The Metropolitan Area Neighborhood Nutrition Alliance, also known as MANNA, is a nonprofit organization located in Center City responsible for preparing, cooking and delivering wholesome, heart-healthy meals to people suffering from severe and life-threatening illnesses in Philadelphia and parts of New Jersey.
The organization has a staff of fewer than 30 people, making the operation mostly run by volunteers. MANNA’s volunteers help to create roughly 4,000 meals a day – consisting of breakfast, lunch and dinner – by preparing, cooking and packaging the meals to be delivered.
“We have four amazing chefs, but they’re not nearly enough to make the roughly 3,000 to 4,000 meals a day that we’re cooking in our kitchen every week,” said Jen Stackhouse, volunteer manager at MANNA.
Stackhouse is in charge of staffing the kitchen and making sure there are enough people working to keep operations running smoothly. MANNA cycles through approximately 70 volunteers a day or more. The organization offers a flexible schedule allowing the volunteers to easily find time to work and integrate the volunteer schedule into daily life.
“Part of that MANNA volunteer culture is our flexibility. Volunteers don’t have to let anyone know, they can just show up,” Stackhouse said. “Our individual volunteers can just walk in; all they have to do is sign up beforehand, do a volunteer application online, come to orientation and then we let them get started and set their own schedule.”
The “life cycle” of the meals, as Stackhouse described it, starts with the food being prepped, cooked, then packed in a tray, sealed and labeled according to the patients’ dietary needs, then placed in a freezer. After being frozen, the food is brought back out and gets packed into a big meal bag.
“First thing in the morning, that’s what our volunteers are doing – they’re packing all of those meals into meal bags so they can go out into trucks and go out on the road. That’s one of the tasks we are always doing,” Stackhouse said.
The individual volunteer shifts begin as early as 6 a.m. The early morning shifts help pack up the meals, set up the kitchen and start the prep for the day. Prepping includes seasoning meat, dicing or chopping vegetables, assembling goods for baking and assisting the chefs. Other volunteer tasks include baking, cooking, delivering food, general office work, labeling soup and assisting at MANNA events such as Shut Up and Dance, an annual event consisting of a one-night performance by Philadelphia’s ballet company to raise money for the nonprofit.
MANNA volunteers can participate individually or in groups, and their ages range between 14 and 80 years old.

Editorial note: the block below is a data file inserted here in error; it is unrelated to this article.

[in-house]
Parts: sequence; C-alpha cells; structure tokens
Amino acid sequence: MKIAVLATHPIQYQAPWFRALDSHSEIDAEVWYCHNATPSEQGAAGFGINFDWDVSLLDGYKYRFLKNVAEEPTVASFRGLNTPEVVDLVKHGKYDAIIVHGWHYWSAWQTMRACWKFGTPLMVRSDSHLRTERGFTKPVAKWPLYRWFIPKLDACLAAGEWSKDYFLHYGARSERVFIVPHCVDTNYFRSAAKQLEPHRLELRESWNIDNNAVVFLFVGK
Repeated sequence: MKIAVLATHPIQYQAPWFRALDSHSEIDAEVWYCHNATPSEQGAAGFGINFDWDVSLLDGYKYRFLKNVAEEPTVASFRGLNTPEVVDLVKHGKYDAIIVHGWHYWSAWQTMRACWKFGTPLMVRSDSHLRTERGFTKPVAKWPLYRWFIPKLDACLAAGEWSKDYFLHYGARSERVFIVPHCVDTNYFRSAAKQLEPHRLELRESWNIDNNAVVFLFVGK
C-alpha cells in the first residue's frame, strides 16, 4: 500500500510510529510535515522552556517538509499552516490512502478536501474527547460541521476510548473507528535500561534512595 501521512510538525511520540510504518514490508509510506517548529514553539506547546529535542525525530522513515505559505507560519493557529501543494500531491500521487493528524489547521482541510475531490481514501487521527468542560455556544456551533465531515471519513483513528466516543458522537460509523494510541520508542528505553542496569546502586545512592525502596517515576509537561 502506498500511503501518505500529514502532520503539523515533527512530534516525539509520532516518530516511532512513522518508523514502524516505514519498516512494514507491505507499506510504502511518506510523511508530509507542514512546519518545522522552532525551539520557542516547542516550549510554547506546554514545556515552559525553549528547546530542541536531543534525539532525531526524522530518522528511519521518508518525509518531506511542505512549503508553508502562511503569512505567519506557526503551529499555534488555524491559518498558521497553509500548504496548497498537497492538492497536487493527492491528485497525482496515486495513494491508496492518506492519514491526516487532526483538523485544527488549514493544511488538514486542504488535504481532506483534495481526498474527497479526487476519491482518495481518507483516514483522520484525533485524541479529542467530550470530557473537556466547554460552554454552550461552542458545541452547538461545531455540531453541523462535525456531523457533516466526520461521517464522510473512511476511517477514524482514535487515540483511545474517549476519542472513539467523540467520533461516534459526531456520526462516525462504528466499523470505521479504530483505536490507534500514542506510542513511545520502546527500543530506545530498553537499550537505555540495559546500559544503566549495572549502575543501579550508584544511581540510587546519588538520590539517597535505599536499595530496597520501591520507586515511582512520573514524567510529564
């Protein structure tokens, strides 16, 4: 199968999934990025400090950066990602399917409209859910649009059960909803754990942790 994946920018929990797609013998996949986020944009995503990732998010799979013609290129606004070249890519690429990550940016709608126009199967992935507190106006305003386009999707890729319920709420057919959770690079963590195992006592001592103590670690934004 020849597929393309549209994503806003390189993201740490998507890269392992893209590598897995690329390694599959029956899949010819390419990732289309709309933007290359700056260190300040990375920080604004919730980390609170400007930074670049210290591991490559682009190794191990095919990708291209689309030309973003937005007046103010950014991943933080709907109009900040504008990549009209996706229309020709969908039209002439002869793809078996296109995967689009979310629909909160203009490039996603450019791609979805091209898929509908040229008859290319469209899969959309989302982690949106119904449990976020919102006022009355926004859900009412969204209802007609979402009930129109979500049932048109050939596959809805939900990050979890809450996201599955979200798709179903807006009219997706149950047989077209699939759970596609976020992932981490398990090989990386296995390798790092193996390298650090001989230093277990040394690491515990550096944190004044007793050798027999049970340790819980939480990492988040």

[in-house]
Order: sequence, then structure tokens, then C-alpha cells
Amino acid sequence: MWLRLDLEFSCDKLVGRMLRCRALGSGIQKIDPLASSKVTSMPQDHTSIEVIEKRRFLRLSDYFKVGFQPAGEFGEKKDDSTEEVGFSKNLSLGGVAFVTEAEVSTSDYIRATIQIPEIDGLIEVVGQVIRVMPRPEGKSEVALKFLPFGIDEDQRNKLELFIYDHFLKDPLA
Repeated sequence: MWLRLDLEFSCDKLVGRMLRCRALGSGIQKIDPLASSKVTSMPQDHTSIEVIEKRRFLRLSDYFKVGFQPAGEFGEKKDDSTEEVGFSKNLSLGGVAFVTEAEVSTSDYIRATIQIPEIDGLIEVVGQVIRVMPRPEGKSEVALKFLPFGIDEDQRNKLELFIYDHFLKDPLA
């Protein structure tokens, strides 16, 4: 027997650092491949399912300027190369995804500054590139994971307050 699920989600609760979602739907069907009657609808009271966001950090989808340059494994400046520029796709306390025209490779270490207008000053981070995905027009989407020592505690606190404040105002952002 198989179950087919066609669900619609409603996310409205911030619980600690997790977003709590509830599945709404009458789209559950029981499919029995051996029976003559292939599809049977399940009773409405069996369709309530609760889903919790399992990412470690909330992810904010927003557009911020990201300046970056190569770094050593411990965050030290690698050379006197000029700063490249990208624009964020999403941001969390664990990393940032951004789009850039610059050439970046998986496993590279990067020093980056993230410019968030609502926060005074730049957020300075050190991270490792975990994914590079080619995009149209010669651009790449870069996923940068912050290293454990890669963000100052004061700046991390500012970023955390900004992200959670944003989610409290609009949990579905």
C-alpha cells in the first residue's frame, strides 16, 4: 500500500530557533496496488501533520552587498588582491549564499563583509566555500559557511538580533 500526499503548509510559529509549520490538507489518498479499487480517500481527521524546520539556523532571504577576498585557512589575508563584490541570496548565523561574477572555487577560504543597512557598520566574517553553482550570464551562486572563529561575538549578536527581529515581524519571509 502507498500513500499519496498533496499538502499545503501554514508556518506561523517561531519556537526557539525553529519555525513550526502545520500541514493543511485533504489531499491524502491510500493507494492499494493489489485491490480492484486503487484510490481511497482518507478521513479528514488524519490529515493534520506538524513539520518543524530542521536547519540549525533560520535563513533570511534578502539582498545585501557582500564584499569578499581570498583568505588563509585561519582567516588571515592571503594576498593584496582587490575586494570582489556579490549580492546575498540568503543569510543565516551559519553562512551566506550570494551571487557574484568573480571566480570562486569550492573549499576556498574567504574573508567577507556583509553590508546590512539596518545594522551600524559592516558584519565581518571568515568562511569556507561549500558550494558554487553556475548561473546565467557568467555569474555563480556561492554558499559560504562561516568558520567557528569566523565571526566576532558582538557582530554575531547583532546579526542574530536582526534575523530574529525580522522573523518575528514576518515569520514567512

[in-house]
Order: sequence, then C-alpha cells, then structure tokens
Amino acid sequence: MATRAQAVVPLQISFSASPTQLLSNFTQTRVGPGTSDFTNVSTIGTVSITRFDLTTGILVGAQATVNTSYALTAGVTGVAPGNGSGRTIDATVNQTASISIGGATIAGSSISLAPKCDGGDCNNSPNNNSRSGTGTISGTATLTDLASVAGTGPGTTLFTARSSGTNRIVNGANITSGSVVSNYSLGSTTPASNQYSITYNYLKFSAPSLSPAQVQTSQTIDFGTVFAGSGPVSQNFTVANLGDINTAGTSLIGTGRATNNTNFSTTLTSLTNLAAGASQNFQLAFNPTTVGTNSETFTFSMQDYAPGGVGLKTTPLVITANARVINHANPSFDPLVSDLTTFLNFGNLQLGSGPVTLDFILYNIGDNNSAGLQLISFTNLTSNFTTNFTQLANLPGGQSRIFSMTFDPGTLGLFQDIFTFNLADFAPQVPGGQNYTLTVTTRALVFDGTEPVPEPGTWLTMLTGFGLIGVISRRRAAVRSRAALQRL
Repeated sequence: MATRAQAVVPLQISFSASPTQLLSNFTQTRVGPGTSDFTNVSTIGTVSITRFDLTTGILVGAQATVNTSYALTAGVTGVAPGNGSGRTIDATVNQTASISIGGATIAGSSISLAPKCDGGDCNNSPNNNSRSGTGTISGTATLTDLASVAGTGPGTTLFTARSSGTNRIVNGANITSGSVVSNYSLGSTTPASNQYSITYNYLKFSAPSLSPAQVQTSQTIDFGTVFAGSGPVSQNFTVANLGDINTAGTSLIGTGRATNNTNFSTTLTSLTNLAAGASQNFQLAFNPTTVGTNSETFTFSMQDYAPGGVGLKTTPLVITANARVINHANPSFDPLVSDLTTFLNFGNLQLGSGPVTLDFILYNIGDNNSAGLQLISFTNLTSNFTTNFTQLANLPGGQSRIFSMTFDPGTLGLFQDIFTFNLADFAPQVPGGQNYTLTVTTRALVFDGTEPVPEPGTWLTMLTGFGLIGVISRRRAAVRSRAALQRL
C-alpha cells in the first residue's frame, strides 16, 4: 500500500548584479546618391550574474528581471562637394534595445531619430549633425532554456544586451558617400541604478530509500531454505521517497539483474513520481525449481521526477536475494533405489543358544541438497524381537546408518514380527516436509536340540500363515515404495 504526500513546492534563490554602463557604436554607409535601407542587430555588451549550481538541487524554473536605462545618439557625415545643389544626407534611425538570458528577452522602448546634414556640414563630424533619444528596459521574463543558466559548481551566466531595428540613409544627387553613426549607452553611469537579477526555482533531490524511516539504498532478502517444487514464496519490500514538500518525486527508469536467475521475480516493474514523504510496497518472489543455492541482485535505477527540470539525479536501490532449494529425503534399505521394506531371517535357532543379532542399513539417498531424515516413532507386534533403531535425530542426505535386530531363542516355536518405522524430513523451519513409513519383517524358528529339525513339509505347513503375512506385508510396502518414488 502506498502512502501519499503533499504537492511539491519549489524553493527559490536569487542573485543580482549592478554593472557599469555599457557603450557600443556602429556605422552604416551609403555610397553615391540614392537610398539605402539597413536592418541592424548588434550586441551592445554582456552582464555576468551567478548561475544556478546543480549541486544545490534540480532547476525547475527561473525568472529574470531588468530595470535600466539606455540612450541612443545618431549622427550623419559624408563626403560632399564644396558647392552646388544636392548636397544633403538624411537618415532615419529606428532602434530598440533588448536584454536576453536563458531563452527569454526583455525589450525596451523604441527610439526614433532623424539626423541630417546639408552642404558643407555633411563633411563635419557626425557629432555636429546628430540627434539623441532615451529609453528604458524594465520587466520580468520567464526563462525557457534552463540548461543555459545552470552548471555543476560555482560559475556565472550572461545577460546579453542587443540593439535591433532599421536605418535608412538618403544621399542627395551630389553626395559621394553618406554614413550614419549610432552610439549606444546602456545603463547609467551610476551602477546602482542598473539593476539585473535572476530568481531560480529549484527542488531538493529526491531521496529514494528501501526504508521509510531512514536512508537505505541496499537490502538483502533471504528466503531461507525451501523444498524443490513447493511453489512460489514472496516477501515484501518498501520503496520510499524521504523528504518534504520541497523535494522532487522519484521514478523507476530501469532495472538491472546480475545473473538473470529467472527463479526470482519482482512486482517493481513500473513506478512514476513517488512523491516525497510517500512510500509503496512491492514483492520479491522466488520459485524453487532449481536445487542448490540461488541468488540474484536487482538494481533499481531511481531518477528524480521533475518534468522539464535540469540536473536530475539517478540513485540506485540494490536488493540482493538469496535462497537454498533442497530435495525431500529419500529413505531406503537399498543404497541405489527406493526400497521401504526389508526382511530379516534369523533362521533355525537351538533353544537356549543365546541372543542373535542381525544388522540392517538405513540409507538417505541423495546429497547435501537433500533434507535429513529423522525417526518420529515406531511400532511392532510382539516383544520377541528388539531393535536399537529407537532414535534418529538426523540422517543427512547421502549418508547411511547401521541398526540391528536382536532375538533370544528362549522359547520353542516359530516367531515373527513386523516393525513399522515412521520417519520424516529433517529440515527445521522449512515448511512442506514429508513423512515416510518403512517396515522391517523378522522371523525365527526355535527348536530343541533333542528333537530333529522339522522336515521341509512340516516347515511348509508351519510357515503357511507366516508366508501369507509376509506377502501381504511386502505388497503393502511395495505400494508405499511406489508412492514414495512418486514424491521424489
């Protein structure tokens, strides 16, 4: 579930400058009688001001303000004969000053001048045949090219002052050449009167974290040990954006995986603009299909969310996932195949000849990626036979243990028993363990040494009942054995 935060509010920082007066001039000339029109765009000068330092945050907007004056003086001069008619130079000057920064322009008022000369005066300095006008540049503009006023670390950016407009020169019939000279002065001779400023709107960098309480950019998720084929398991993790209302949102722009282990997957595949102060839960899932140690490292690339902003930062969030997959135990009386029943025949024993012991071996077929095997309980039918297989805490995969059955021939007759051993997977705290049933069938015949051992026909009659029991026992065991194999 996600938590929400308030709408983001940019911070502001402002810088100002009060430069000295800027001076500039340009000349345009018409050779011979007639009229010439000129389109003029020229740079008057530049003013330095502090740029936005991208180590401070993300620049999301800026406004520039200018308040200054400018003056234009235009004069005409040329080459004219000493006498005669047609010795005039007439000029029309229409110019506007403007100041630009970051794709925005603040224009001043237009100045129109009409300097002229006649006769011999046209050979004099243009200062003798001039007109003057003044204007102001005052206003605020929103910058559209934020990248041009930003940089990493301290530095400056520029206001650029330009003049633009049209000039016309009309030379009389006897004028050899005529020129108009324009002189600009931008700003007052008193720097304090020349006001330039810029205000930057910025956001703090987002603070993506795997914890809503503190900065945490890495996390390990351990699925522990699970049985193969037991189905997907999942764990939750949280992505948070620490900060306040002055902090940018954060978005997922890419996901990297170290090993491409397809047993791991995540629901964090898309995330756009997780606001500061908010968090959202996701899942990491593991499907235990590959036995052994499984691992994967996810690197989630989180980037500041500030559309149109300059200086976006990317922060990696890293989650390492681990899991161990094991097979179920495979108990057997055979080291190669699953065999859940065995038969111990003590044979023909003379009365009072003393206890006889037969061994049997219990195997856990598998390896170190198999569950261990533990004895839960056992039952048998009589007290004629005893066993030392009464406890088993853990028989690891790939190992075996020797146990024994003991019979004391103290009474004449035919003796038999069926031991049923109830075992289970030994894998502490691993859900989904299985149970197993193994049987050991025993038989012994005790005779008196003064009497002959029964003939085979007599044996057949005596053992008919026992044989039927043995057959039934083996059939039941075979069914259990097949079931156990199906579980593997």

“We have volunteers that have been coming in for over 20 years, which is pretty impressive,” Stackhouse said. “There are some volunteers that come in once, or once a week. It totally varies on the level of commitment. The more often the volunteers are in, the more specialized the job that we ask them to do.”
The kitchen at MANNA is run by a few staff chefs who work around a plethora of volunteers, and it houses a lounge where the volunteers can take a break, drink coffee, talk and eat food. MANNA allows the volunteers to work in a relaxed and accommodating environment so they want to continue helping at the organization.
“It’s those people that come in on a regular basis that we really rely on and love because they can lead the pack,” Stackhouse said. “They can come in and know every Tuesday morning they’re going to be doing something like soup. They can just arrive and get started.”
Although MANNA requires a decent amount of help in order to deliver thousands of meals a day, the work shifts are only three hours long.
“Volunteers come back because it’s very rewarding to know you’re helping sick people,” said volunteer associate Glenda Cooke said. “People really like meeting new people and it’s very diverse here with people of all kinds of cultural backgrounds.”
Austin How has been volunteering in the MANNA kitchen twice a week for nearly two years and said volunteering helped shed awareness on the issues of food access.
“It’s rewarding knowing that I’m a part of something that’s effective on a large scale and doing something that helps people in our community,” said How. “I’m just a small part of helping ensure people have access to food.”
– Text and images by Kelsey Kondraski and Shayna Kleinberg